Constanza Kaliks

Born 1967 in Chile

Constanza Kaliks completed her studies of Mathematics in São Paulo, and went on to be mathematics teacher at the Escola Rudolf Steiner in São Paulo for 19 years. There she was also a teacher at the Waldorf Teacher training programme. She received a Ph.D. degree in Educational Studies with a dissertation on Nicolaus of Cuse. She is married with two children. Since January 2012, Constanza Kaliks has been the Leader of the Youth Section and member of the Leadership of the School of Spiritual Science at the Goetheanum, and has been member of the Executive Council of the General Anthroposophical Society since end of March 2015.

patricia.sethaler@goetheanum.ch ioana.viscrianu@goetheanum.ch

Matthias Girke

Born 1954 in Germany

Matthias Girke is a specialist in internal medicine, diabetology, and palliative medicine. He was a co-founder of the hospital for Anthroposophic Medicine Gemeinschaftskrankenhaus Havelhöhe in Berlin, Germany, where he was head of Internal Medicine for more than 21 years. He continues to serve as a consultant and advisor and to see outpatients there. He has been head of the Medical Section of the School of Spiritual Science at the Goetheanum since September 2016 and a member of the Executive Council of the General Anthroposophical Society since April 2017.

francesca.volpe@goetheanum.ch Medical Section

Emeritus and former board members (since 2015)

Dr. Virginia Sease virginia.sease@goetheanum.ch
Dr. med. Seija Zimmermann seija.zimmermann@goetheanum.ch
Paul Mackay paul.mackay@goetheanum.ch
Bodo von Plato von.plato@goetheanum.ch

Goetheanum Leadership

15 representatives of the Anthroposophical Society lead the Goetheanum and the work spheres of Anthroposophy – the Sections – from medicine to mathematics, art and sociology, in an ongoing dialogue of disciplines and perspectives.

The current members of the Goetheanum Leadership are pictured in this photo. From left to right: Justus Wittich, Florian Osswald, Constanza Kaliks, Claus-Peter Röh, Marianne Schubert, Christiane Haid, Gerald Häfner, Stefan Hasler, Johannes Kühl, Georg Soldner, Joan Sleigh, Matthias Girke, Ueli Hurter, Oliver Conradt, Jean-Michel Florin.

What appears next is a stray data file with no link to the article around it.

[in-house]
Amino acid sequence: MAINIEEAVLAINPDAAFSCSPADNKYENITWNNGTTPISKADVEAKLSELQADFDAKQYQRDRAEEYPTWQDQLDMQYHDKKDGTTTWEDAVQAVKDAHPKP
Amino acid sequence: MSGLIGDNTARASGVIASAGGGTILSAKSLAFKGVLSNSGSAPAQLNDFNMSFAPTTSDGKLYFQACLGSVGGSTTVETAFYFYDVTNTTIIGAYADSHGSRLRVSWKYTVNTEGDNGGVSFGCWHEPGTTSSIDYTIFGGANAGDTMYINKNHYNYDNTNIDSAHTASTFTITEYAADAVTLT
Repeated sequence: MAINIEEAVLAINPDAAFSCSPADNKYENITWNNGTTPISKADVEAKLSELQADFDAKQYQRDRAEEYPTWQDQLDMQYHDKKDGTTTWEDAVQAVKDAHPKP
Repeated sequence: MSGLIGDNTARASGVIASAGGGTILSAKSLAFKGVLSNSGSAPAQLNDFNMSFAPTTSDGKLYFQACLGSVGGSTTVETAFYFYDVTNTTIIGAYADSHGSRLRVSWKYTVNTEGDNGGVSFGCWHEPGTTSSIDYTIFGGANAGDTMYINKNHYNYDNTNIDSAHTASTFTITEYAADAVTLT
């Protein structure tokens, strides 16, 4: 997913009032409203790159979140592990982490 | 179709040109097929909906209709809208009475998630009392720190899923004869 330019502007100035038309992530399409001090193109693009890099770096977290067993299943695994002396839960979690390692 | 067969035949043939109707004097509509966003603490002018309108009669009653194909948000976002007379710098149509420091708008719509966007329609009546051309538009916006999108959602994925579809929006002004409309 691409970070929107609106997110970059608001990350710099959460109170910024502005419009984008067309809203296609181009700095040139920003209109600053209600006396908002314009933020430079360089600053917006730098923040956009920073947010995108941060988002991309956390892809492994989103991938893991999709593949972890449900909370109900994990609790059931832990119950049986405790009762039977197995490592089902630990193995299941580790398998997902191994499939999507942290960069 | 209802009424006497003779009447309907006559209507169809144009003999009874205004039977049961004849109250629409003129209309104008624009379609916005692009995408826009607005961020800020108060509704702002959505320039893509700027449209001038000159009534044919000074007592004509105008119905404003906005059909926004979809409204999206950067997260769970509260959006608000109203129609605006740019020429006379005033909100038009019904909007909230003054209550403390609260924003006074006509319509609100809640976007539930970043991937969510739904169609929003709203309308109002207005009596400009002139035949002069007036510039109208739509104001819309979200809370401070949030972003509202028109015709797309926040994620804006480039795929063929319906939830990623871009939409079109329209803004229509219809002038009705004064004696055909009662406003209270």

Become a member of the Anthroposophical Society

Anyone can become a member without regard to nationality, social standing, religion, scientific or artistic conviction. It is not confession that is called for, but interest. Each member can form groups with others and pursue the questions that are important for their pursuit of knowledge and life. This creates a network of lively spiritual exchange about anthroposophy in the present - whether in South African townships or Stockholm, one of the many Rudolf Steiner houses in Germany, or on a farm in New Zealand. Group work on-site, festivals, courses, lectures, and artistic events shape the life of the Anthroposophical Society, as do international conferences.

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Member News

Member News

‹Anthroposophy Worldwide: What is happening in the Anthroposophical Society› appears monthly in German, English, French and Spanish for members of the Anthroposophical Society.



Support the Anthroposophical Society

As an organization dedicated to cultural activities the General Anthroposophical Society does not engage in commercial activity. It depends solely on grant and donation support from the private sector. Financially, the General Anthroposophical Society is supported by approximately 45,500 members worldwide through their annual membership contributions. It also receives income from services, such as natural science research projects, publications and conferences, etc., as well as through its public performances and the Eurythmy performances of its ensemble. A significant part of core operating expenses, plus additional projects must be funded through donations.